Our event specific analysis of firing responses indicated a general reduction of input resistance of jcBNST neurons near spike threshold when the simulated synaptic bombardment was used. Here, we have to recognize that the input resistance of virtually all jcBNST neurons was a steep function of the injected current, shown by DC step experiments. Indeed, we often observed two-fold or greater increase of input resistance in the −200 to 0 pA range of input current (e.g. Fig. 1J). Similarly, the observed input resistance increased even further when approaching spike threshold (0–50 pA). We note that it becomes increasingly difficult to estimate the input resistance in this range due to the activation of depolarizing membrane conductances. At the same time, a paired comparison of specific spike events in dynamic clamp experiments showed that the spike threshold was not significantly different in jcBNST neurons of control and alcohol-treated animals, although this parameter was varying considerably along the stimulus. This observation suggests that the voltage dependence of the transient Na-current was not altered by protracted alcohol withdrawal in these neurons. However, in neurons from dependent animals stronger excitatory postsynaptic currents were required to reach spike threshold and achieve the target number of spikes. Effectively, this means reduced input resistance of neurons (or increased shunting) near the spike threshold. We can consider alternate mechanisms to explain this finding. For instance, downregulation of a depolarizing current that activates near spike threshold or upregulation of a hyperpolarizing current in the same range would both decrease the net input resistance (i.e. the resistance that reflects a combination of the passive membrane resistance and the contribution of voltage-dependent conductances). The perisomatic Na+ persistent current (INaP) is broadly expressed in neurons , including in the BNST . Downregulation of this current by protracted alcohol withdrawal might cause adaptations that are consistent with our finding regarding the reduced dynamic excitability of jcBNST neurons. Alternatively, the persistent K-current IM that is active at slightly depolarized membrane potentials has a role in stabilizing the membrane potential in the presence of depolarizing currents  hence, upregulation of this current might be consistent with our data.
Another important membrane current that regulates the excitability and spike timing of neurons is the slowly inactivating dendrotoxin-sensitive K-current (ID). This current has been shown to delay action potential firing and regulate spike threshold variability in cortical pyramidal neurons . The ID current rapidly activates at near threshold membrane potentials hence it can inhibit the generation of action potentials during fast depolarizing transients like EPSPs (shunting inhibition, ). We have previously shown that jcBNST neurons have impaired long-term potentiation of intrinsic excitability (LTP-IE) under protracted withdrawal from alcohol or drugs of abuse  and that the loss of LTP-IE of intrinsic excitability was associated with an increased expression of Kv1.2 channels that mediate the ID current . While the baseline excitability of neurons was not significantly altered by alcohol withdrawal in DC step experiments in our previous study  and also confirmed by our recent experiments, now we have a clear evidence for reduced dynamic excitability that is revealed by using simulated synaptic bombardment in the dynamic clamp. Thus changes in the ID current may also contribute to the reduced excitability of jcBNST neurons.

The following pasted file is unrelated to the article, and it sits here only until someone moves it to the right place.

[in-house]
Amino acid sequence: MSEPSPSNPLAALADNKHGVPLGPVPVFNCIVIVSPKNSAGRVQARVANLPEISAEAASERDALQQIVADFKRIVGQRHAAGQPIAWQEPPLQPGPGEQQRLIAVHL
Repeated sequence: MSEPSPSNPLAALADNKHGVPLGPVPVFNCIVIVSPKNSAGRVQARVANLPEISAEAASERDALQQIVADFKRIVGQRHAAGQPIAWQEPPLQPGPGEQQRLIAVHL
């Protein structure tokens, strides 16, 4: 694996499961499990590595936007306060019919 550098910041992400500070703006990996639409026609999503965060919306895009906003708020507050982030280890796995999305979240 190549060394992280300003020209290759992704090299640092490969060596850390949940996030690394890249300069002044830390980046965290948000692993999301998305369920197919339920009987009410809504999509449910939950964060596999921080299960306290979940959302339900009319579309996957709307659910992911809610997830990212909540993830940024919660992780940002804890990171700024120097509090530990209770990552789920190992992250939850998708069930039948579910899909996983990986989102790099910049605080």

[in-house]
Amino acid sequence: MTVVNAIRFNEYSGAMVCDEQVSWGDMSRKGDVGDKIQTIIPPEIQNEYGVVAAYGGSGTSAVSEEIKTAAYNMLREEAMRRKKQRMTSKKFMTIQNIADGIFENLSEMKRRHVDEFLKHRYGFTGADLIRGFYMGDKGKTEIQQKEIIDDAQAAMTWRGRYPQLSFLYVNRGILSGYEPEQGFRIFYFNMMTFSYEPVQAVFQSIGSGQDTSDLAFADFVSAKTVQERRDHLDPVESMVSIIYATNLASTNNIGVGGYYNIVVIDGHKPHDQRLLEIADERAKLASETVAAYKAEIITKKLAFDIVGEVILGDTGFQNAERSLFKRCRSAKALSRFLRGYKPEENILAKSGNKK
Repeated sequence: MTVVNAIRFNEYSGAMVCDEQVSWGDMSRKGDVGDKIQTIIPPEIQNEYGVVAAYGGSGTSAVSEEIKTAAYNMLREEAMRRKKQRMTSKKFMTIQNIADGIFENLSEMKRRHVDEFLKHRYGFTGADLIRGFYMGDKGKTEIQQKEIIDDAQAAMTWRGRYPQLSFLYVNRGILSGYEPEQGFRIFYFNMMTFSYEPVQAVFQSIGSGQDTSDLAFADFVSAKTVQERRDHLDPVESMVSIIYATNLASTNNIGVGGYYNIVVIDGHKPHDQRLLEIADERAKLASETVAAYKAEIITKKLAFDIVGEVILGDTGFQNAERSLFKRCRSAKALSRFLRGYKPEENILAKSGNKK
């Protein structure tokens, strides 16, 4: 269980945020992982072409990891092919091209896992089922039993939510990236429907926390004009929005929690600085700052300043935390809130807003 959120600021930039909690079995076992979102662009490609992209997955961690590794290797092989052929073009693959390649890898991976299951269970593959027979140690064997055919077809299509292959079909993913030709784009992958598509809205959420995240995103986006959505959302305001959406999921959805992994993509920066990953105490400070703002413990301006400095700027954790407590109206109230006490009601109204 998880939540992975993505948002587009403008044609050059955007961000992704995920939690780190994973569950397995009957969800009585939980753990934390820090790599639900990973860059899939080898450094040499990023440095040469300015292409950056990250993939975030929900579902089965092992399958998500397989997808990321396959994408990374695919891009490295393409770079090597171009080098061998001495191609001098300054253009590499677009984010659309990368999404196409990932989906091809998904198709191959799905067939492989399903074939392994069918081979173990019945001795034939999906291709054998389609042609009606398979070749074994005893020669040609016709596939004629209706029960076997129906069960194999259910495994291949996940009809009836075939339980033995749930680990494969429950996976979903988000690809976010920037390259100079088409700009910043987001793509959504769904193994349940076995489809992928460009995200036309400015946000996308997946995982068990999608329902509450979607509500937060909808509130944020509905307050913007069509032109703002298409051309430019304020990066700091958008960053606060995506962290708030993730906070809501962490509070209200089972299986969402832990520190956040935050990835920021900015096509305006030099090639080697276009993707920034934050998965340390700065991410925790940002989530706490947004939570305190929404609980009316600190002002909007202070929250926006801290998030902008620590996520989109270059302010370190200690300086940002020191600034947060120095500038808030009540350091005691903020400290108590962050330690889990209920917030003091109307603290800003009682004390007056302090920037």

In summary, our observations indicate that alcohol withdrawal-related neuroadaptive changes in the intrinsic properties of jcBNST neurons, manifesting as reduced input resistance near spike threshold, effectively decrease their firing responses under excitatory synaptic inputs. This effect on the intrinsic membrane properties might impair synaptic integration in the extended amygdala circuitry potentially reducing the inhibitory regulation of CeA by the BNST. It is also noteworthy that the reduction of neuronal excitability remains largely masked in experiments involving conventional stimulation with DC current injection. Hence, simulation of synaptic conductances with the dynamic clamp technique offers a valuable alternative to study neuronal excitability and functional adaptations.
Materials and Methods
Chronic alcohol treatment
All animal protocols were consistent with guidelines issued by the National Institute of Health and approved by our Institutional Animal Care and Use Committee of The Scripps Research Institute (protocol number 07-0068). We used the standard alcohol inhalation method of the Scripps Research Institute Alcohol Research Center to induce ethanol dependence in rats exposed to intermittent alcohol vapors . Wistar rats (Charles River) 2–3 months old at the beginning of the study were made dependent by exposure to air/alcohol vapors in alcohol vapor chambers (La Jolla Alcohol Research, La Jolla, CA) with an intermittent exposure paradigm (14 h on/10 h off) for a total of 4 weeks, which reliably produce alcohol dependence in rats , . Intermittent alcohol exposure mimics human patterns of alcohol consumption , , , . Blood alcohol levels were measured with an oxygen-rate alcohol analyzer (Analox Instruments, London, UK) and maintained at (M ± SEM) 150±20 mg%. Rats were then used for the study at around 4 weeks withdrawal. Age matched rats non exposed to alcohol vapor but housed in the same caging system and environment and subjected to the same handling were used for controls. Control and dependent animals were kept in identical conditions during the withdrawal period. Previous experiments with control animals has shown that there is no activation of the stress system by housing in the alcohol apparatus measured by plasma ACTH and corticosterone level, indicating the absence of environmental-induced stress in the absence of alcohol .
Brain slices and electrophysiology